The CPUs **402** may be standard programmable processors that perform arithmetic and logical operations necessary for the operation of the computer **400**. The CPUs **402** may perform the necessary operations by transitioning from one discrete, physical state to the next through the manipulation of switching elements that differentiate between and change these states. Switching elements may generally include electronic circuits that maintain one of two binary states, such as flip-flops, and electronic circuits that provide an output state based on the logical combination of the states of one or more other switching elements, such as logic gates. These basic switching elements may be combined to create more complex logic circuits, including registers, adders-subtractors, arithmetic logic units, floating-point units, and the like.

The computer **400** also includes a mass storage device **410**. The mass storage device **410** may be connected to the CPUs **402** through a mass storage controller (not shown) further connected to the bus **404**. The mass storage device **410** and its associated computer-readable media provide non-volatile, non-transitory storage for the computer **400**. The mass storage device **410** may store a flight management system and/or other avionics systems for the spacecraft, as well as specific application modules or other program modules, such as the attitude control module **102** and attitude error correction filter module **112** described above in regard to **410** may also store data collected or utilized by the various systems and modules.

The computer **400** may store programs and data on the mass storage device **410** by transforming the physical state of the mass storage device to reflect the information being stored. The specific transformation of physical state may depend on various factors, in different implementations of this disclosure. Examples of such factors may include, but are not limited to, the technology used to implement the mass storage device **410**, whether the mass storage device is characterized as primary or secondary storage, and the like. For example, the computer **400** may store information to the mass storage device **410** by issuing instructions through the storage controller to alter the magnetic characteristics of a particular location within a magnetic disk drive device, the reflective or refractive characteristics of a particular location in an optical storage device, or the electrical characteristics of a particular capacitor, transistor, or other discrete component in a solid-state storage device. Other transformations of physical media are possible without departing from the scope and spirit of the present description, with the foregoing examples provided only to facilitate this description. The computer **400** may further read information from the mass storage device **410** by detecting the physical states or characteristics of one or more particular locations within the mass storage device.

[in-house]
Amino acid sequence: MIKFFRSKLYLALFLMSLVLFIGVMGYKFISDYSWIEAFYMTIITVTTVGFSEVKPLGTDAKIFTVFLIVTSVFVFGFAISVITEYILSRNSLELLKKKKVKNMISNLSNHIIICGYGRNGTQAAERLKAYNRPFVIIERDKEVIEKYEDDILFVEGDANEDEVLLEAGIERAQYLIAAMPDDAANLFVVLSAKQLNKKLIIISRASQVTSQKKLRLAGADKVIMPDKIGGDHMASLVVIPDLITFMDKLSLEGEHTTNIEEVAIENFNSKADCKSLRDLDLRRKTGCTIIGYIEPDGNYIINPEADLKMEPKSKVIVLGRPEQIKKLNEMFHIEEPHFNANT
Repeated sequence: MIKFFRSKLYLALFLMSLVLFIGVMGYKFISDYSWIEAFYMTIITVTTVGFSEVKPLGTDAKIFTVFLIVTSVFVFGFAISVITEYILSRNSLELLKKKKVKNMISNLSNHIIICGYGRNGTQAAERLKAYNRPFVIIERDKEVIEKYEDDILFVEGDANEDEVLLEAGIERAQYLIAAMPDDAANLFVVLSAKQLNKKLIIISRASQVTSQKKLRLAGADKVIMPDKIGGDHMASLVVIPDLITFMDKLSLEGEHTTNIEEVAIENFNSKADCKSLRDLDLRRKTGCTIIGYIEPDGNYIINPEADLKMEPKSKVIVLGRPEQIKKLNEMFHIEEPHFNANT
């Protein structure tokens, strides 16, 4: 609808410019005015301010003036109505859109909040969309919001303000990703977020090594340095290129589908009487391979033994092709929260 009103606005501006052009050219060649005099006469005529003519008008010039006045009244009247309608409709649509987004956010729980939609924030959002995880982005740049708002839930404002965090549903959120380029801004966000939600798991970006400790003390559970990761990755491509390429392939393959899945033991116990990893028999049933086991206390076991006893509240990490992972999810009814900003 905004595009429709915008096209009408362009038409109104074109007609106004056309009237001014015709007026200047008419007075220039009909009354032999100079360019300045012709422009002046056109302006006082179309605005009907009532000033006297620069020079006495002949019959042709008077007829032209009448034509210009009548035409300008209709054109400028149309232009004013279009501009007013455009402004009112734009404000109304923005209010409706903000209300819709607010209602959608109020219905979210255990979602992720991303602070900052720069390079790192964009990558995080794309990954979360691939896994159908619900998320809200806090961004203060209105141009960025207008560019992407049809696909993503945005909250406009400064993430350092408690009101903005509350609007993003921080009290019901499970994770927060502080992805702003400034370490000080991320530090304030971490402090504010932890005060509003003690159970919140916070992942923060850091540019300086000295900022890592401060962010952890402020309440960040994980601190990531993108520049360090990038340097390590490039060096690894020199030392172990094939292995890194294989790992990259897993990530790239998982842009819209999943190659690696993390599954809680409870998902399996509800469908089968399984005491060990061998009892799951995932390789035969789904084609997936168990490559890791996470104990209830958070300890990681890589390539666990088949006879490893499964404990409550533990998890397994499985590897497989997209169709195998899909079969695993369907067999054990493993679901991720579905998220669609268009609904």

Although the description of computer-readable media contained herein refers to a mass storage device, such as a hard disk or CD-ROM drive, it should be appreciated by those skilled in the art that computer-readable media can be any available computer media that can be accessed by the computer **400**. Computer-readable media includes communication media, such as signals, and computer-readable storage media. By way of example, and not limitation, computer-readable storage media includes volatile and non-volatile, removable and non-removable media implemented in any method or technology for the storage of information, such as computer-readable instructions, data structures, program modules, or other data. For example, computer-readable storage media includes, but is not limited to, RAM, ROM, EPROM, EEPROM, flash memory or other solid state memory technology, CD-ROM, digital versatile disks (“DVD”), HD-DVD, BLU-RAY, or other optical storage, magnetic cassettes, magnetic tape, magnetic disk storage or other magnetic storage devices, or any other medium which can be used to store the desired information in a non-transitory fashion and which can be accessed by the computer **400**. According to one embodiment, the computer **400** may have access to computer-readable storage media storing computer-executable instructions that, when executed by the computer, perform the routine **200** for using a modified Kalman filter to generate attitude error corrections, as described above in regard to